Plot: Pauline (Claire Lams) and Alan (Daniel Rigby) are celebrating their engagement when Frances (James Corden) knocks on the door to announce that his employer Roscoe (Jemima Rooper) is there. Roscoe supposedly died a couple of days ago and his sudden appearance is doubly upsetting because Pauline, and more importantly her dowry, were promised to him long time ago. What Pauline doesn’t know is that it isn’t actually Roscoe but his twin sister Rachel who comes to collect the dowry, so she can flee with her fiancé who did kill Roscoe. As Rachel-as-Roscoe waits for the dowry, she takes camp in a hotel. Also in that hotel – unbeknownst to Rachel – is her fiancé Stanley (Oliver Chris). Thinking him unemployed, Stanley hires Frances who is always looking for a way to get to some food. But serving two guvnors isn’t easy, as Frances soon discovers.
I missed this production when it came to the cinemas and now that National Theatre is offering some of their plays to watch at home, it was the ideal opportunity for me to catch up with this one, since I heard a lot of good things about it. And I have to say, it was a very enjoyable production that definitely made me laugh.
Der Diener zweier Herren
Director: Christian Stückl
Writer: Carlo Goldoni
Cast: Markus Meyer, Peter Simonischek, Andrea Wenzl, Irina Sulaver, Johann Adam Oest, Christoph Radakovits, Sebastian Wendelin, Hans Dieter Knebel, Mavie Hörbiger, Stefan Wieland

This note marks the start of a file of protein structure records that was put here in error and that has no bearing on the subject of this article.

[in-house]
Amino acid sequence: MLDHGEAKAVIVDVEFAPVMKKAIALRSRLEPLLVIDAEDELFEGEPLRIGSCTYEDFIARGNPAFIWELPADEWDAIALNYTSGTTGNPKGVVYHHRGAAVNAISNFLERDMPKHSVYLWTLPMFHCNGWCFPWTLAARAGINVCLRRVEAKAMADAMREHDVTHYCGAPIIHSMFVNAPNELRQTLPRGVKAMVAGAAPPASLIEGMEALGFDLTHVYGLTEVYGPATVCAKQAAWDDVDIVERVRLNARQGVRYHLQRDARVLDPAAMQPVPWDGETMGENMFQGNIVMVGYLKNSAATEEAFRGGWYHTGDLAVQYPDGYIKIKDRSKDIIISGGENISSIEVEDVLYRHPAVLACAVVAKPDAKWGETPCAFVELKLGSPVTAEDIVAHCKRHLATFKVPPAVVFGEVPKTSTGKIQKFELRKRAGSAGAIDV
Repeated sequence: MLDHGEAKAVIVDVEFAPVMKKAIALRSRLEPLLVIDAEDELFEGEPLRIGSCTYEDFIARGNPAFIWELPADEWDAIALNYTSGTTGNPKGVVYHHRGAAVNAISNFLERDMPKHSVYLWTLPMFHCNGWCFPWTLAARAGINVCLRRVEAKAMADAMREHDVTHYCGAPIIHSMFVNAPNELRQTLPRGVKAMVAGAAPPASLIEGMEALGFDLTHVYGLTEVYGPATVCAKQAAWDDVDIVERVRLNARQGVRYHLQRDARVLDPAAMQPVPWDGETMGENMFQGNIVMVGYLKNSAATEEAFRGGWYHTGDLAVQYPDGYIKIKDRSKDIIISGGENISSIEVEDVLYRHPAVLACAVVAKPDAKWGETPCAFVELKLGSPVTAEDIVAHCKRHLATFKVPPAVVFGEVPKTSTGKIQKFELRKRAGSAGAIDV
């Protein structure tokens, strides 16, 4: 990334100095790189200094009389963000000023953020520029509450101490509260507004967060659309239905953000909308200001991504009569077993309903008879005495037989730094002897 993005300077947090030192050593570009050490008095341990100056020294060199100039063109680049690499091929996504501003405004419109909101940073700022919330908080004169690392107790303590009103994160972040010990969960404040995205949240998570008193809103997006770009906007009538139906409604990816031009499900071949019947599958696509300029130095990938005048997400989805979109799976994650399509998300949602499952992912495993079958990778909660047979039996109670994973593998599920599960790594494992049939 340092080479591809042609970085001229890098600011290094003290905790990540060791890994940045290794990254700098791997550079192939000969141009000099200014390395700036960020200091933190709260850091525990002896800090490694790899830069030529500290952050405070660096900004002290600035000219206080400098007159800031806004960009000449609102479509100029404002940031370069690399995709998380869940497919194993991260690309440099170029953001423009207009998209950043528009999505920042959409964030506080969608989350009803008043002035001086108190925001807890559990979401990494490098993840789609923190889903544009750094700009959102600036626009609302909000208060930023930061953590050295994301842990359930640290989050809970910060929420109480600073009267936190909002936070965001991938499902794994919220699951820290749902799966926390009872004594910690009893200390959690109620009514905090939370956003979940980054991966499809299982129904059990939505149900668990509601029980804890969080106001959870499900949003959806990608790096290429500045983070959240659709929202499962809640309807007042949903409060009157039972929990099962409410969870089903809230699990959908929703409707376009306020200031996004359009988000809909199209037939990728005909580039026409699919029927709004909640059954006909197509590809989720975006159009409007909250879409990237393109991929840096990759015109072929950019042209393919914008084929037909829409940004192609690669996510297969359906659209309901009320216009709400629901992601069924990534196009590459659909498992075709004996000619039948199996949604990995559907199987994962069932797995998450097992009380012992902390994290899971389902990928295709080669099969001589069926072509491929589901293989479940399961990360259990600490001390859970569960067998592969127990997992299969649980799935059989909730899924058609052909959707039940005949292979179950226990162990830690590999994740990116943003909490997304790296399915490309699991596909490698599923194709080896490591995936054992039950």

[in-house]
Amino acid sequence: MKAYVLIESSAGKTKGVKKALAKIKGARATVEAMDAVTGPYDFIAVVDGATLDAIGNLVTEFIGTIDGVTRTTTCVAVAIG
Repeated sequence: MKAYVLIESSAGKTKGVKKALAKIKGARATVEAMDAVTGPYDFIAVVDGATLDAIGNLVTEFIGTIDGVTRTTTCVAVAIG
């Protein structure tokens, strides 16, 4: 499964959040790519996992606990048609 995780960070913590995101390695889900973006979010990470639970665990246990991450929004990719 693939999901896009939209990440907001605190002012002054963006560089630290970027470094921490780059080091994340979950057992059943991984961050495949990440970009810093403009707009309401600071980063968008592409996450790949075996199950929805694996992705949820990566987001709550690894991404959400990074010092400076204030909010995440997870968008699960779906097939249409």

Seen on: 23.10.2016
Beatrice (Andrea Wenzl) has problems: her fiancé Florindo (Sebastian Wendelin) had to flee after killing her brother Federigo. Now she’s trying to find Florindo and on the way, collect dowry from her brother’s fiancée Clarice (Irina Sulaver), or rather her father Pantalone (Peter Simonischek). But she’ll only succeed by convincing them that Federigo is not actually dead – so she travels disguised as him. Traveling with her is her servant Truffaldino (Markus Meyer). Truffaldino is unhappy with his pay and always hungry. So when they stop at a hotel where another guest offers Truffaldino a job as servant, he accepts – unaware that it’s Florindo. But having to serve two masters at the same time is more complicated than Truffaldino expected.
I’m not a huge fan of comedies of error in general, but this rendition of Servant of Two Masters was rather enjoyable and funny, even if it didn’t leave me flat out enthusiastic.